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Red: By Jiang JieHong,
This review is from: Red: The Chinese Cultural Revolution (Hardcover)
This is an extraordinary book that assesses and represents the Cultural Revolution (1966-1976) in China through the medium of photograph. Many of the photographs included have never been seen in the West before and portray a Communist China bathed physically (and psychologically) in the colour 'Red'. Red - the colour of Mao Zedong Thought - directly influenced Chinese culture for a decade, and continues to influence (in different and unique ways) the direction of art in China.
The hardback (2010) edition contains 253 numbered pages and is comprised of an Introduction, a Conclusion and four distinct chapters:ion
No Destruction No Construct
The Red Sun
The Red Sea
The Red Art
List of Chinese Names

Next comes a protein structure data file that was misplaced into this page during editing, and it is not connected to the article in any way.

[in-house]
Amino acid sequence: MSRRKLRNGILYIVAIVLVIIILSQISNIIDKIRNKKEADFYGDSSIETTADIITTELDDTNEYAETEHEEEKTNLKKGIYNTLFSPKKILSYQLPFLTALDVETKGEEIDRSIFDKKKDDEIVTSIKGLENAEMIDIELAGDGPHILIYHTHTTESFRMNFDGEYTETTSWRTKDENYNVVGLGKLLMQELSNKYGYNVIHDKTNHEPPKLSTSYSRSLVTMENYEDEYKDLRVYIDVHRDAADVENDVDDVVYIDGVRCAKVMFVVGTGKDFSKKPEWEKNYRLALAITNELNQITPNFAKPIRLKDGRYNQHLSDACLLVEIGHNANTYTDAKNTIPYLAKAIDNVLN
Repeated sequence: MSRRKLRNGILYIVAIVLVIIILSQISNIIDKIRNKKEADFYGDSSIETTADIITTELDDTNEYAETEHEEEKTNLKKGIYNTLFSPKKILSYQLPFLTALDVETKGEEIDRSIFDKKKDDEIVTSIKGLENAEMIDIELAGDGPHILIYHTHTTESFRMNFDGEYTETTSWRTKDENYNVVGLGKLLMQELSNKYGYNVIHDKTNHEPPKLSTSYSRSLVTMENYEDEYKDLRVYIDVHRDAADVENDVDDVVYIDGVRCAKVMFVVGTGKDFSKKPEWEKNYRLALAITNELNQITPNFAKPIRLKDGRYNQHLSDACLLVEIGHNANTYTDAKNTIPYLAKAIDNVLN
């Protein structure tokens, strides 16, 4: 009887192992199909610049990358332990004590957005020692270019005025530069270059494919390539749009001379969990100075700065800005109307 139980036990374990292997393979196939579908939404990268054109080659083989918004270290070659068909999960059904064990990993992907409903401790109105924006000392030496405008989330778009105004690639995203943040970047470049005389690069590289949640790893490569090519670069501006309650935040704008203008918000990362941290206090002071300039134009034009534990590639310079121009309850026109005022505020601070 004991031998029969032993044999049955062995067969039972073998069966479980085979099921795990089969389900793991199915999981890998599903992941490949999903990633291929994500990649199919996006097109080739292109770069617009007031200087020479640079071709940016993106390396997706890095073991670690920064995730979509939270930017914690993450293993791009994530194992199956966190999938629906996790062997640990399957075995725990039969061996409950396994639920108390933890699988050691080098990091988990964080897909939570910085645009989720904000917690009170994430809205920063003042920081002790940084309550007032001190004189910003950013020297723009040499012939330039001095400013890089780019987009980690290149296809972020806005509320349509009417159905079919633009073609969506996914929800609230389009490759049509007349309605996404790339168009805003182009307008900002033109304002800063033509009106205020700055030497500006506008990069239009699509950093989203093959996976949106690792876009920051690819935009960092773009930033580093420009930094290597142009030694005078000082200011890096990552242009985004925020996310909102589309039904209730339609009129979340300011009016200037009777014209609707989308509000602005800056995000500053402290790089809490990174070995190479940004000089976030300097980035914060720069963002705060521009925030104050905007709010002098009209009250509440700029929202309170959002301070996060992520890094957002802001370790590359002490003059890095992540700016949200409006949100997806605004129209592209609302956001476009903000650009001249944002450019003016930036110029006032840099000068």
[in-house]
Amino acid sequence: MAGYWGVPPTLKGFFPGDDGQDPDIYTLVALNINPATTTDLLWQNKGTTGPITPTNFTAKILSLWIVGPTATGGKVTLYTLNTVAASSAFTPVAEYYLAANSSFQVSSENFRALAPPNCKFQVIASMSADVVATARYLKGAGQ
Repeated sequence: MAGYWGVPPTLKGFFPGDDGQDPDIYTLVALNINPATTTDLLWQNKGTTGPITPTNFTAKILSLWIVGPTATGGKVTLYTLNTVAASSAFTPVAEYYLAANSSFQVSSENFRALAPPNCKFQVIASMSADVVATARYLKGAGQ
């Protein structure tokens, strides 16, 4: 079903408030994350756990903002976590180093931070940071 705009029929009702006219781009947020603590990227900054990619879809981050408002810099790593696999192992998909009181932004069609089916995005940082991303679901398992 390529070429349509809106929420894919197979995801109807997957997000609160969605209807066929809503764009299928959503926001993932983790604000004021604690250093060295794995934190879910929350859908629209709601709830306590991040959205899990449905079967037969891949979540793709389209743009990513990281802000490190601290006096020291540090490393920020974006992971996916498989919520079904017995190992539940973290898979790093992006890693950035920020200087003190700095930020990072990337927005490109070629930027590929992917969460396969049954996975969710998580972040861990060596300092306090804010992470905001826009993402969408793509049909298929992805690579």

The author - Jiang Jie Hong - is a curator who travels regularly between China and Britain. He is a Reader in Chinese Visual Arts, and is the founder of the Centre for Chinese Visual Art at the Birmingham Institute of art and Design (Birmingham University). Jiang grew-up in Shanghai just after the end of the Cultural Revolution and in his narrative of that historical event, offers an important element of personal experience. The hundreds of colour and black and white photographs are beautifully reproduced in a clear and large format. Each photograph is meticulously referenced, dated, and explained. Between each photograph, or groups of photographs, Jiang presents a paragraph or two explaining events as they unfolded over the decade in question. Jiang explains that conventional art was attacked and destroyed, whilst the art of the masses took its place. This is because the social distinction between the old notion of an artist that distinguished him as something special and aloof from the masses, was removed for good, thus allowing every ordinary person to be an artist. An interesting book.